10 physical facts that you should have learned in school, but may not have learned
1. Entropy measures probability, not disorder
The idea that entropy is a measure of disorder does not help at all in understanding the question. Suppose I make a dough, for which I break an egg and pour it into flour. Then add sugar, butter, and mix them until the dough is smooth. What state is more orderly - a broken egg and butter on flour, or the resulting dough?
I would say that the dough. But this is a state with greater entropy. And if you choose the option with an egg on flour - what about water and oil? Is entropy higher when they are separated, or after you shake them violently to mix? In this example, the entropy is higher in the variant with separated substances.
Entropy is defined as the number of “microstates” that give the same “macrostate”. Microstates contain all the details about the individual components of the system. The macrostate is characterized only by general information, such as “divided into two layers” or “on average homogeneous”. The ingredients of the dough have many different states, and all of them will turn into a dough when mixed, but very few states can divide into eggs and flour when mixed. Therefore, the entropy test is higher. The same works for the example with water and oil. They are easier to separate, harder to mix, so the separated version has higher entropy.
2. Quantum mechanics is applicable not only to small distances, it is simply harder to observe at large distances.
In the theory of quantum mechanics there are no restrictions, according to which it would work only at short distances. It just so happens that the large objects observed by us consist of many smaller ones, whose thermal motion destroys all typical quantum effects. This process is called decoherence, and it is because of it that we usually do not see the manifestations of quantum mechanics in everyday life.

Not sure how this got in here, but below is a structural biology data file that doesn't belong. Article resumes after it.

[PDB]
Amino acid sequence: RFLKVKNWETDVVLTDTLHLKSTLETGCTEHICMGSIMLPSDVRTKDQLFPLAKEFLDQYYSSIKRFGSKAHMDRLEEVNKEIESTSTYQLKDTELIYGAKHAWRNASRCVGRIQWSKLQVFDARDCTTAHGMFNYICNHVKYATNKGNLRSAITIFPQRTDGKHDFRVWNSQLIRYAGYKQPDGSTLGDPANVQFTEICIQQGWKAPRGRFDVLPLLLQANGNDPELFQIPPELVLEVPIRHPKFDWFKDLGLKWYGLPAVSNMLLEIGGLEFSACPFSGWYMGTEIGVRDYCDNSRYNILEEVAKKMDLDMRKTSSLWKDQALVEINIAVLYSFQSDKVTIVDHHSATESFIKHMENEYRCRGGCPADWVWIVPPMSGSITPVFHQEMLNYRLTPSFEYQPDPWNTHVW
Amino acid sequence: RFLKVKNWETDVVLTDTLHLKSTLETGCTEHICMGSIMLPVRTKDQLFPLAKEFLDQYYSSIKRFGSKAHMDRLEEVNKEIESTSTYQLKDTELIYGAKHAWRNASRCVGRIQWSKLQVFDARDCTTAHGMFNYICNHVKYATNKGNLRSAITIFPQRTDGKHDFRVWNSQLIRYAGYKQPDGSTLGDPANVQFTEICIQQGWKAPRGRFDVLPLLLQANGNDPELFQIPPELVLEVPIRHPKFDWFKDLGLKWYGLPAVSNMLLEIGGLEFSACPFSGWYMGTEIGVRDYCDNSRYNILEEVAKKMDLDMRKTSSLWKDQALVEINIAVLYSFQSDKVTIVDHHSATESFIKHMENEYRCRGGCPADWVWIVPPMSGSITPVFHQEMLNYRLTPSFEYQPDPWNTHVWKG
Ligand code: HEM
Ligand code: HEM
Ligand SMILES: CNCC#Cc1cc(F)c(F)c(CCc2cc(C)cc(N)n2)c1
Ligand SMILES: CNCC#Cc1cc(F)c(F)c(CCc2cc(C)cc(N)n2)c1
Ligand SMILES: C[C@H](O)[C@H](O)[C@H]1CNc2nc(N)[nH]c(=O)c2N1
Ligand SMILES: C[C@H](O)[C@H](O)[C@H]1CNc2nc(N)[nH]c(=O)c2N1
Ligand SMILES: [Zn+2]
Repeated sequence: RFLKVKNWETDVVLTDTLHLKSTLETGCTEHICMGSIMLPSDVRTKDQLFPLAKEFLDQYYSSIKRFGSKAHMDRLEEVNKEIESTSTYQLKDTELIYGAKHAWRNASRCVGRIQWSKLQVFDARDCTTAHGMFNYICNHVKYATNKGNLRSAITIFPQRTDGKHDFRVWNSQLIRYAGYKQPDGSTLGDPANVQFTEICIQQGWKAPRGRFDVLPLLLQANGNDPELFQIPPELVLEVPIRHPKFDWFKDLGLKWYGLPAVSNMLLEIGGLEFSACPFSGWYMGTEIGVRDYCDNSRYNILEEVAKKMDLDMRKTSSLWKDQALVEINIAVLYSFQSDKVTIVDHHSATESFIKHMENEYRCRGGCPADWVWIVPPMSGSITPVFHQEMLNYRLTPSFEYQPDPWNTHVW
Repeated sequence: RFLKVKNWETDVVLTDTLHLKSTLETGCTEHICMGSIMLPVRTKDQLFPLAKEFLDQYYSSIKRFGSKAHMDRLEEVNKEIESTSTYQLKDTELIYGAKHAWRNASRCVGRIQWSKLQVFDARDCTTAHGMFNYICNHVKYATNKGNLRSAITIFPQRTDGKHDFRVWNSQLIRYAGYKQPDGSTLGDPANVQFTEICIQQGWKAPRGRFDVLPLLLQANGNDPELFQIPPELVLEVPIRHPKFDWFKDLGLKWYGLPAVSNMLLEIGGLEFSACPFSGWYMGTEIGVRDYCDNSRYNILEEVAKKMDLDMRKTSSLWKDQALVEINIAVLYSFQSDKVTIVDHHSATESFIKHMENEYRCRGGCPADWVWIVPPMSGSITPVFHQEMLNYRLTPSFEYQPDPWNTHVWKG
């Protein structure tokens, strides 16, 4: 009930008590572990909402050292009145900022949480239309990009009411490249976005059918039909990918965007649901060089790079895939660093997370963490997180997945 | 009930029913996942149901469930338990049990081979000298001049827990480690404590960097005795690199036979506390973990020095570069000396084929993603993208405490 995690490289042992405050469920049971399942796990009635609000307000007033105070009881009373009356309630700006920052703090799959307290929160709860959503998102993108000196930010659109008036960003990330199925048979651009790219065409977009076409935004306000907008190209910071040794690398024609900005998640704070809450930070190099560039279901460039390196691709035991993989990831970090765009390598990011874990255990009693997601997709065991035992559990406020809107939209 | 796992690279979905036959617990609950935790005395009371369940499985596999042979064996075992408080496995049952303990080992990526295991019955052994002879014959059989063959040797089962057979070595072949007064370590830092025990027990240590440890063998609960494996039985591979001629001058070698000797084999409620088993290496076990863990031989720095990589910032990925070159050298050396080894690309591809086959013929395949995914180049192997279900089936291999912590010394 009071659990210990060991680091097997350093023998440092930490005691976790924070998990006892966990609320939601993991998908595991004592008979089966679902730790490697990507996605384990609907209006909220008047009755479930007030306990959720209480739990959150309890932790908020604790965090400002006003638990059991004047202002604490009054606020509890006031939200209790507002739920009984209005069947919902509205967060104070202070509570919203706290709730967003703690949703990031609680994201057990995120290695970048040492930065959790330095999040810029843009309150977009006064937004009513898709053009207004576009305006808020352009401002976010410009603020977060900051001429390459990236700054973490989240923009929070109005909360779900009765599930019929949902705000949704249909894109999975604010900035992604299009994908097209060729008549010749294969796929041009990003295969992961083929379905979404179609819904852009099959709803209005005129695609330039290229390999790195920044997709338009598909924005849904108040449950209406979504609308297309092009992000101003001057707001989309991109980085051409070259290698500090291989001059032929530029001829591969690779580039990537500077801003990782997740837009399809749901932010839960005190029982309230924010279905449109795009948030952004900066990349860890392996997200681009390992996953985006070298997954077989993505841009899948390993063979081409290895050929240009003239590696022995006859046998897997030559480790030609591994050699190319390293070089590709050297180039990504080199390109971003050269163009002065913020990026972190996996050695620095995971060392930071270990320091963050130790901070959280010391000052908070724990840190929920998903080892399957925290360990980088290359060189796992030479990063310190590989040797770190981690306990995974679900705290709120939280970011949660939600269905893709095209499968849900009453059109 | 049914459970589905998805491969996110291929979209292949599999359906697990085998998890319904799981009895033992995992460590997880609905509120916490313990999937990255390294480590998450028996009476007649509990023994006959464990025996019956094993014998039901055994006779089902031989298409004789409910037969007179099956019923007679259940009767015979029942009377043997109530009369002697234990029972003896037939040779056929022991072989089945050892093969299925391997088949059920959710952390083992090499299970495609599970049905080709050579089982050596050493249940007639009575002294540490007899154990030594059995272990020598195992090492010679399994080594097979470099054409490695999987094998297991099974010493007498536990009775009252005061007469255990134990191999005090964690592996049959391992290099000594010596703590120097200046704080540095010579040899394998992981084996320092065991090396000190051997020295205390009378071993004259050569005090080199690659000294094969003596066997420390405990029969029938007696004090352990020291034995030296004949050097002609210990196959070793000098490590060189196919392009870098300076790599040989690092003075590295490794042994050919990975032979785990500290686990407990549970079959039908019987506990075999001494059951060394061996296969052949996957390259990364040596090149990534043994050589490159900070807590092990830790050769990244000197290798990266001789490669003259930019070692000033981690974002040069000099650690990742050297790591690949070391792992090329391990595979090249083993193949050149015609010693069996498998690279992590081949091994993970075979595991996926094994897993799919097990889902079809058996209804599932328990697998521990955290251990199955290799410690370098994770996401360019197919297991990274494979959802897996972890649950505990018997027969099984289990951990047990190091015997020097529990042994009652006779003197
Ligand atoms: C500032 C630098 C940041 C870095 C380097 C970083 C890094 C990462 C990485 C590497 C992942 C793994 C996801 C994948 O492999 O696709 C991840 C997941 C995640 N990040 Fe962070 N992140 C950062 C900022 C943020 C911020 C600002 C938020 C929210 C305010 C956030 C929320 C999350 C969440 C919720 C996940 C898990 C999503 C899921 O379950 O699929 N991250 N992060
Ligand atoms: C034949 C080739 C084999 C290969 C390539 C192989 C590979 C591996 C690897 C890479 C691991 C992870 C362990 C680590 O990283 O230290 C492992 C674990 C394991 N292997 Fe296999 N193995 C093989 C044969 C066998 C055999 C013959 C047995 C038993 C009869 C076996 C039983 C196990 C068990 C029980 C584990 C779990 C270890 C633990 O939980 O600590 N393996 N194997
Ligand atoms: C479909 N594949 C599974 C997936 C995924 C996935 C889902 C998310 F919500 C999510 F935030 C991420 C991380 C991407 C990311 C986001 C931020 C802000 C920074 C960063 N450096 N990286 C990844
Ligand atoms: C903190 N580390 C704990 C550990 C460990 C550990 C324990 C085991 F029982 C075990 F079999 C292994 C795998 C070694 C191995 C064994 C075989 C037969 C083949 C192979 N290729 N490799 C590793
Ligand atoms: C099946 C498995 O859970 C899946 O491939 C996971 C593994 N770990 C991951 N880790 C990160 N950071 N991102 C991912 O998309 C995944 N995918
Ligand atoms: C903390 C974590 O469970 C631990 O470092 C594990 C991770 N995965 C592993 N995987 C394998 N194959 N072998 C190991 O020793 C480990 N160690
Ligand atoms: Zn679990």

But quantum effects were measured in experiments stretching hundreds of kilometers, and they can work at large distances in a fairly stable and cold environment. They can even extend to the entire galaxy as a whole.
3. Heavy particles decay not to the state with the minimum energy, but to the state with the maximum entropy
Energy is conserved. Therefore, the idea that any system is trying to minimize energy does not make sense. The reason why heavy particles disintegrate when they can is because they can. If we have one heavy particle (say, a muon), it can decay into an electron, a muon neutrino, and an electron antineutrino. The opposite process is also possible, but it requires that three decay products be gathered in one place. Consequently, the probability of it is small.
But it's not always the case. If you put heavy particles in a fairly hot “soup”, then the synthesis and decay can reach equilibrium, in which there will be a non-zero number of heavy particles.
4. The lines in the Feynman diagrams do not depict the paths of motion of the particles, they are just auxiliary drawings for complex calculations.